The challenges of dementia for Aboriginal and Torres Strait Islander families and communities were highlighted in a powerful and deeply personal presentation to the recent Closing the Credibility Gap symposium in Melbourne.
The symposium also heard of a range of resources available to help people find relevant information and resources, reports Marie McInerney, a journalist who is providing a series of reports out of the Symposium for the Croakey Conference Reporting Service.
A crying need to improve care and support for those affected by dementia
Marie McInerney writes:
It took two years of research and testing before Fred Tanner’s wife Deb was finally diagnosed with early onset dementia at the age of 52 – a diagnosis that brought both certainty and grief: “It was a death sentence,” he says quietly.
Sitting in the car outside her doctor’s rooms, his first response was: ‘Why? Why us? Why my wife?’ Then the anger, grief and frustration gave way to fear and uncertainty. ‘What am I going to do? How do we get help? Who do we get to help? What sort of help do we need?’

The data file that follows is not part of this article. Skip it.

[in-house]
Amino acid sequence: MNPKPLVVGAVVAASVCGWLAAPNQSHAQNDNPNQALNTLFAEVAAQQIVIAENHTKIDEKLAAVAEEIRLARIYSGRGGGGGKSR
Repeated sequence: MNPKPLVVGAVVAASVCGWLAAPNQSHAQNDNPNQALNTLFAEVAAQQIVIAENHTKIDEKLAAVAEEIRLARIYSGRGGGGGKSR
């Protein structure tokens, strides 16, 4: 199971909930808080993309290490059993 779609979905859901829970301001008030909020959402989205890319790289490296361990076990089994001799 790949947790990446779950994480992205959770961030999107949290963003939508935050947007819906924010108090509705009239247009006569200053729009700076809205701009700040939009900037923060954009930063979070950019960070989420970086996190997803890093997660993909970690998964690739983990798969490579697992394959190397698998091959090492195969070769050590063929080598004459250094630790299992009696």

Those questions and many others have taken him on a long journey until her untimely death in June this year that has, he said, transformed his own life.
Now, as he told the recent Closing the Credibility Gap symposium in Melbourne, his task is to ask such questions for others, as chair of the National Aboriginal Torres Strait Islander Dementia Advisory group to Alzheimer’s Australia.
“The fact that I can stand here today when my wife passed away in June, six years after she was diagnosed, is testament to the friends we have and the support we could access,” he said. “I have a lot more knowledge and understanding around dignity of care, quality of care, love and responsibility – not in trying to define it, but what it is that I can practically do.”